“What works?” is a question we should ask in every area of life – succeeding at work, helping others succeed at work, building a strong marriage, parenting children, staying organized, improving our health, building strong communities, managing the national economy, you-name-it.

We can even apply that question to the other questions in life. Then, the question becomes, “What questions work well for us?” These are the questions we need to ask every day. And we should also be aware of harmful questions that lead us away from our desired goals. Some good and harmful questions come from Dr. Marilee G. Adams, author of the book Change Your Questions, Change Your Life, and I’ve written many others.

Some people refer to the beneficial questions as “learner questions,” because they demonstrate a desire to learn and grow. And they refer to the harmful or less productive questions as “judger questions,” because they produce very harsh, critical judgments, which in turn produce negative feelings and diminished success.

So, let’s look at a few options for question asking, as we navigate our daily lives at work and at home. I think the benefits will be obvious to you.

Judger asks, “Who’s to blame here?” Learner asks, “What can I and others do to improve things?”

Judger asks, “How should I tell him he screwed up?” Learner asks, “Can I clearly explain how I would like things done the next time?”

Judger asks, “What’s wrong in this environment?” Learner asks, “What’s right in this environment, and how can we do more of that?”

Judger asks, “How can I look superior?” Learner asks, “What can I learn? And how can I help others?”

Judger asks, “How can I prove I’m right?” Learner asks, “What are the facts? What is the full truth? What is wise? What is the best thing for us to do right now?”

Judger asks, “How can I attack him or make him feel bad?” Learner asks, “How can I build him up, encourage him, guide him, and also enforce some boundaries when needed?”

Judger asks, “How can I control others?” Learner asks, “How can I control myself and maintain a healthy boundary?”

Judger asks, “How will I be hurt?” Learner asks, “How can I help others?”

Judger asks, “How can I defend myself in the face of criticism?” Learner asks, “What truth is there in this criticism, if any? Am I being honest with myself? And how can I help Judger to feel understood?” Only after this preliminary, open-minded analysis and good communication does Learner move forward to defending himself/herself as needed.

Judger asks, “How can I get an immediate answer for everything?” Learner asks, “Can I temporarily endure the discomfort of not having everything figured out?”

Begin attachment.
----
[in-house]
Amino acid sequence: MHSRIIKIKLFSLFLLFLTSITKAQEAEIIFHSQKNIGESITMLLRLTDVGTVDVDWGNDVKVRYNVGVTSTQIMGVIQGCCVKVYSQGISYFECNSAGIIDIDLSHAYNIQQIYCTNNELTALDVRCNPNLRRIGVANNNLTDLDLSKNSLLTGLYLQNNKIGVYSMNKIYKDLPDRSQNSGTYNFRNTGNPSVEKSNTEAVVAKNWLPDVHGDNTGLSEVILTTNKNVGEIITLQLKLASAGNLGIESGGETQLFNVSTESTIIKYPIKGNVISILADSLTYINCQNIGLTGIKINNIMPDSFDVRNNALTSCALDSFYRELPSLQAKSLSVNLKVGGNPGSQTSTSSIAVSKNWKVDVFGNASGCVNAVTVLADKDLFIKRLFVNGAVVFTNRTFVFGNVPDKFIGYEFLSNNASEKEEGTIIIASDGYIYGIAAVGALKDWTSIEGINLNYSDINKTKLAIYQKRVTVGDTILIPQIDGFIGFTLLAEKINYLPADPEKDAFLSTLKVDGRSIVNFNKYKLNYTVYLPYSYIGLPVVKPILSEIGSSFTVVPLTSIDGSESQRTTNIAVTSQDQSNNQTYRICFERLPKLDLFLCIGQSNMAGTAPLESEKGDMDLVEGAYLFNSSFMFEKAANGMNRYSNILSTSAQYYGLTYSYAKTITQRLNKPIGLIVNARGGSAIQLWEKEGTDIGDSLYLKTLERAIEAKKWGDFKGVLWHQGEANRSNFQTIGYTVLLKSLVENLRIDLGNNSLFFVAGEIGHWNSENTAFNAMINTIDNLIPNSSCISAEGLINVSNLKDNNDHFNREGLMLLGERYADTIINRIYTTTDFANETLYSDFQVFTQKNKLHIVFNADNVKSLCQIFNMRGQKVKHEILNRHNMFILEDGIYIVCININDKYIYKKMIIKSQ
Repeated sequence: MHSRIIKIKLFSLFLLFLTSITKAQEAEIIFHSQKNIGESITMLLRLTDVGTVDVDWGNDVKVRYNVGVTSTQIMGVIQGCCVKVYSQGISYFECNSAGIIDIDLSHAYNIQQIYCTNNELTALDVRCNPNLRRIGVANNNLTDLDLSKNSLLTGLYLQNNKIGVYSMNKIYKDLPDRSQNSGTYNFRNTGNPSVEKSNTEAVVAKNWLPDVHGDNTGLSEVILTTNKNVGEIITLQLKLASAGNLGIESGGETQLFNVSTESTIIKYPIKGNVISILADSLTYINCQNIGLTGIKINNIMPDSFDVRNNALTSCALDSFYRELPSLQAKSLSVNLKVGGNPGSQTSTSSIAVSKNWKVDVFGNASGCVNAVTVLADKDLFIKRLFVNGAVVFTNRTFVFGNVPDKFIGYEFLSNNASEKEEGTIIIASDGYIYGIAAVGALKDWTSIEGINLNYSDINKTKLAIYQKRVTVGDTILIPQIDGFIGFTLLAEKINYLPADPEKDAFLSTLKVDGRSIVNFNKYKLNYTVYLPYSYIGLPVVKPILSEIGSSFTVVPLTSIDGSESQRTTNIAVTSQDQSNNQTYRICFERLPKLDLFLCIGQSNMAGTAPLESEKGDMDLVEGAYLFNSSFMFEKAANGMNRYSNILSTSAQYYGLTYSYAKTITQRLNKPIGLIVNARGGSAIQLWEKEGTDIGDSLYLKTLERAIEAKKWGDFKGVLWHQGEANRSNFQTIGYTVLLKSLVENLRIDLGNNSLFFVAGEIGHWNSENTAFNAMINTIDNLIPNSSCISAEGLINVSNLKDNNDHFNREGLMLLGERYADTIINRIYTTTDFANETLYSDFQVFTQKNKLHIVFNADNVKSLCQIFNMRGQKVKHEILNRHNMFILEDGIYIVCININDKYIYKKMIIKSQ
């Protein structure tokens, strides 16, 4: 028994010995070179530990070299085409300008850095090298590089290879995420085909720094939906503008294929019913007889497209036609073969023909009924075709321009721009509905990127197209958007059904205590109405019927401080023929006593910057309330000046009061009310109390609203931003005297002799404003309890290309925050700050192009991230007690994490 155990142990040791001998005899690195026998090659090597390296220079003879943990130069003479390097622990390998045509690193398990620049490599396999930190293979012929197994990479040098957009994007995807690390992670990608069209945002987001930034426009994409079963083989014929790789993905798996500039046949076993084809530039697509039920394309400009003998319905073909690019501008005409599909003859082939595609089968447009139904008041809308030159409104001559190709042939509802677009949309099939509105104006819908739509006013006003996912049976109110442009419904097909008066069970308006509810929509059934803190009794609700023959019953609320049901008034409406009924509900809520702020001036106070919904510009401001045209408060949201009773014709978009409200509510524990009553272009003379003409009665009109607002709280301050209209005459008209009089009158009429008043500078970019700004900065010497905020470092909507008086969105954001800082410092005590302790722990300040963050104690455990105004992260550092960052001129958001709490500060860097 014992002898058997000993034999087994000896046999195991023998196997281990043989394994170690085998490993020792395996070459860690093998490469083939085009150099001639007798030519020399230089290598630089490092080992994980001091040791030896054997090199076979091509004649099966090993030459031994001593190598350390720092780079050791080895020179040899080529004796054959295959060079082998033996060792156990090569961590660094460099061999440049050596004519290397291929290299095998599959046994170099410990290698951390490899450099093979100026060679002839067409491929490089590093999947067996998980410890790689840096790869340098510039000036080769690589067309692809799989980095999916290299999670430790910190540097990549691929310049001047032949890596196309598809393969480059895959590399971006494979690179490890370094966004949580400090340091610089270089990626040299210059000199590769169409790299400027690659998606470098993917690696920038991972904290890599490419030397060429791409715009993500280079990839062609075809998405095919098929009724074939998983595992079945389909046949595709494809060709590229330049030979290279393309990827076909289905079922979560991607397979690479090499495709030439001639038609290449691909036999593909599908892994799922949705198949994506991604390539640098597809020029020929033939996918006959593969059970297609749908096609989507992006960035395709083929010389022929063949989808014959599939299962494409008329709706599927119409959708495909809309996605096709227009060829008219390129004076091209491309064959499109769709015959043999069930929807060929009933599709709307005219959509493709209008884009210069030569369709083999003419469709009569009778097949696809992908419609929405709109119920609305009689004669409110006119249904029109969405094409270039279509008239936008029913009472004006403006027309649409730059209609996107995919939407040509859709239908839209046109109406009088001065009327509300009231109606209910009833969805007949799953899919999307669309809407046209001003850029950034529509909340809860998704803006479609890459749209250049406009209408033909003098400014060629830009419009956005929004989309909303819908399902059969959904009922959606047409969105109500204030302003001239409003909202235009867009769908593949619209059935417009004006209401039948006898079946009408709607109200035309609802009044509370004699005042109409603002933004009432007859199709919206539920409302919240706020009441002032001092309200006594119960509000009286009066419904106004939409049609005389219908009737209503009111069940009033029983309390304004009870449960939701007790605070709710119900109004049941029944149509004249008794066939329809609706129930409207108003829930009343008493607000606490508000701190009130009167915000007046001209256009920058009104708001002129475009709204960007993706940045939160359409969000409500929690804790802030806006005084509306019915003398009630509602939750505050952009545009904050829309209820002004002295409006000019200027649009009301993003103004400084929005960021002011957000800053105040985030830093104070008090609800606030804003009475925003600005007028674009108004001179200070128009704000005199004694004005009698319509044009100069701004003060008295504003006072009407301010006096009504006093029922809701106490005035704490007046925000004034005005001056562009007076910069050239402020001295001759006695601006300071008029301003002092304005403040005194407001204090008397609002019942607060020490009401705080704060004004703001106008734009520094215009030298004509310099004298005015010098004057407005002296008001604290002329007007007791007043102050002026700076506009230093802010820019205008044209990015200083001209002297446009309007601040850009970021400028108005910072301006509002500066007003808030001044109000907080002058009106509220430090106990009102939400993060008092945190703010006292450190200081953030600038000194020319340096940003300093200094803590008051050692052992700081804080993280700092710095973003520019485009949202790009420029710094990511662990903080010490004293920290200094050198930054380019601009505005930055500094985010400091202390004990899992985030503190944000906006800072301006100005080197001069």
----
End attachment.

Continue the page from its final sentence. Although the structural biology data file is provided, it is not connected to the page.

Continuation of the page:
Judger desperately asks, “How can I eliminate imperfection in others?” Learner patiently asks, “Can I simultaneously accept what is, while still working towards needed improvement?”

Judger asks, “What should be rejected?” Learner asks, “What can be accepted or negotiated?”

Judger asks either-or questions and suggests false dilemmas. Learner considers both-and questions. For example, Judger asks, “Which of us is right?” Learner asks, “In what ways are we both right?”

Judger asks, “How can I win out over this other person?” Learner asks, “How can we both win? And what are the best options for each of us?”

Judger asks a lot of questions about things outside of his control. Learner asks a lot of questions about the things under his control.

Judger asks, “How can I avoid change?” Learner asks, “How can I manage change well?”

Judger asks, “How can I protect my turf?” Learner asks, “What are the highest goals for this organization or family? Am I working toward those goals?”

Judger asks, “How could I lose in this situation?” Learner asks, “What could I gain?”

Judger asks, “Why is that other person so dense?” Learner asks, “What does this person need from me and others in order to do better?”

Judger asks, “Why bother to try?” Learner asks, “What is possible?”

Judger often clings to the question, “What do we usually do?” Learner asks, “What options haven’t I considered? What limitations have I placed on my thinking? How else can I think about this?”

Judger asks, “How has this hurt me?” Learner asks, “What’s useful about this? How is it helping me to grow, even though it might be painful?”

Judger secretly and continuously asks himself, “What’s wrong with me?” Learner isn’t afraid of that question but also asks, “What’s right about me, and how am I working on improving?”

Judgers tend to react emotionally and out of ingrained habit; learners strive to respond with self-control and prethought. Judgers tend to feel powerless; learners are growing in their sense of personal power. Judgers often feel fear; learners are growing in faith, trust, and personal responsibility. Judgers often have a scarcity mentality; learners see abundance.

It’s useful to ask ourselves on a daily basis whether we’ve fallen into judger mode, which tends to be our natural state, or whether we’ve climbed into learner mode. Every day we can decide which we prefer. And we can ask ourselves, “What can help me get back into learner mode, or stay in learner mode?”

I could present a list of benefits for operating in learner mode more often. But why not conduct your own experiment and see what happens?

Got a question? Message me through this website.

© 2012 Caryl D. Schlicher A Bridge To Excellence

Unauthorized use and/or duplication of this material without express and written permission from this blog’s author and/or owner is strictly prohibited. Excerpts totaling no more than 10 sentences and links may be used, provided that full and clear credit is given to Caryl Schlicher and A Bridge To Excellence, and provided that the appropriate URL is given to direct readers to the original content.